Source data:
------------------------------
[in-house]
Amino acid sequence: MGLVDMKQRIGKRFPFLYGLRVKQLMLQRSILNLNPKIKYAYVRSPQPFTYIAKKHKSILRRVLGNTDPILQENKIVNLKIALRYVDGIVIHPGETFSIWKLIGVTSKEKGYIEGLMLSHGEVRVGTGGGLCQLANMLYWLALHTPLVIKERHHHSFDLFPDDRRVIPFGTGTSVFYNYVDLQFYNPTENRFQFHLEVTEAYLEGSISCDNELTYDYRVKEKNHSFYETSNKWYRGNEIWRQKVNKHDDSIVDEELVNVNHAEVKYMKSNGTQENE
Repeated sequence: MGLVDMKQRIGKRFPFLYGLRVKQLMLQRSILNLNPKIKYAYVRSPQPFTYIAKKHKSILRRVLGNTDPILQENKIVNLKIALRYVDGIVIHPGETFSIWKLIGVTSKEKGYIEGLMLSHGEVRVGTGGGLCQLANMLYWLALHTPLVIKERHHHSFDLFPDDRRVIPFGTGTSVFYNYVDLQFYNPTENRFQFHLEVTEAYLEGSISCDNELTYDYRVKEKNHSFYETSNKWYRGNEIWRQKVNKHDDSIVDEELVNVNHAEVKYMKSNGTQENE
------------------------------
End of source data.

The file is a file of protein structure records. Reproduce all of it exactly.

[in-house]
Amino acid sequence: MGLVDMKQRIGKRFPFLYGLRVKQLMLQRSILNLNPKIKYAYVRSPQPFTYIAKKHKSILRRVLGNTDPILQENKIVNLKIALRYVDGIVIHPGETFSIWKLIGVTSKEKGYIEGLMLSHGEVRVGTGGGLCQLANMLYWLALHTPLVIKERHHHSFDLFPDDRRVIPFGTGTSVFYNYVDLQFYNPTENRFQFHLEVTEAYLEGSISCDNELTYDYRVKEKNHSFYETSNKWYRGNEIWRQKVNKHDDSIVDEELVNVNHAEVKYMKSNGTQENE
Repeated sequence: MGLVDMKQRIGKRFPFLYGLRVKQLMLQRSILNLNPKIKYAYVRSPQPFTYIAKKHKSILRRVLGNTDPILQENKIVNLKIALRYVDGIVIHPGETFSIWKLIGVTSKEKGYIEGLMLSHGEVRVGTGGGLCQLANMLYWLALHTPLVIKERHHHSFDLFPDDRRVIPFGTGTSVFYNYVDLQFYNPTENRFQFHLEVTEAYLEGSISCDNELTYDYRVKEKNHSFYETSNKWYRGNEIWRQKVNKHDDSIVDEELVNVNHAEVKYMKSNGTQENE